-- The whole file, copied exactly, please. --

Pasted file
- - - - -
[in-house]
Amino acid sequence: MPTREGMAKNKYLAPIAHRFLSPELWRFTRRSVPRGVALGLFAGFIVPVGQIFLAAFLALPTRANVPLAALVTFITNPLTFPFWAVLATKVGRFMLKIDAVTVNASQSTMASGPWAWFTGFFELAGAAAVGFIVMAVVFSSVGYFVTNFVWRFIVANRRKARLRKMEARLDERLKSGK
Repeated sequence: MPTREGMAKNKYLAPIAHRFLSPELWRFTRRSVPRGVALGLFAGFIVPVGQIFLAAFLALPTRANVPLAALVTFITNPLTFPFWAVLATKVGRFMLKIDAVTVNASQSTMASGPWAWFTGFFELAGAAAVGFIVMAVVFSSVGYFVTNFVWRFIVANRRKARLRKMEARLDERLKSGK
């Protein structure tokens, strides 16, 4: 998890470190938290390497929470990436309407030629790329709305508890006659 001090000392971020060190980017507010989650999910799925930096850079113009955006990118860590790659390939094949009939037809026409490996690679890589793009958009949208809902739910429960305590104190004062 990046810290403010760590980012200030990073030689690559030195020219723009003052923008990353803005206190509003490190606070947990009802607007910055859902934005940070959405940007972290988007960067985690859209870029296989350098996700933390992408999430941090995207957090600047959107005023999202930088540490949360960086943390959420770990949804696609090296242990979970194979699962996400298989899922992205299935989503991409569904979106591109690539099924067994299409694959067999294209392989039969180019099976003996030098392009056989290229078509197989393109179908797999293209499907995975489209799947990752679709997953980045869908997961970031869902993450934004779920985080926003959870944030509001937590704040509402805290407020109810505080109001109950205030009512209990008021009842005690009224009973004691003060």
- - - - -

[in-house]
Amino acid sequence: MPTREGMAKNKYLAPIAHRFLSPELWRFTRRSVPRGVALGLFAGFIVPVGQIFLAAFLALPTRANVPLAALVTFITNPLTFPFWAVLATKVGRFMLKIDAVTVNASQSTMASGPWAWFTGFFELAGAAAVGFIVMAVVFSSVGYFVTNFVWRFIVANRRKARLRKMEARLDERLKSGK
Repeated sequence: MPTREGMAKNKYLAPIAHRFLSPELWRFTRRSVPRGVALGLFAGFIVPVGQIFLAAFLALPTRANVPLAALVTFITNPLTFPFWAVLATKVGRFMLKIDAVTVNASQSTMASGPWAWFTGFFELAGAAAVGFIVMAVVFSSVGYFVTNFVWRFIVANRRKARLRKMEARLDERLKSGK
């Protein structure tokens, strides 16, 4: 998890470190938290390497929470990436309407030629790329709305508890006659 001090000392971020060190980017507010989650999910799925930096850079113009955006990118860590790659390939094949009939037809026409490996690679890589793009958009949208809902739910429960305590104190004062 990046810290403010760590980012200030990073030689690559030195020219723009003052923008990353803005206190509003490190606070947990009802607007910055859902934005940070959405940007972290988007960067985690859209870029296989350098996700933390992408999430941090995207957090600047959107005023999202930088540490949360960086943390959420770990949804696609090296242990979970194979699962996400298989899922992205299935989503991409569904979106591109690539099924067994299409694959067999294209392989039969180019099976003996030098392009056989290229078509197989393109179908797999293209499907995975489209799947990752679709997953980045869908997961970031869902993450934004779920985080926003959870944030509001937590704040509402805290407020109810505080109001109950205030009512209990008021009842005690009224009973004691003060």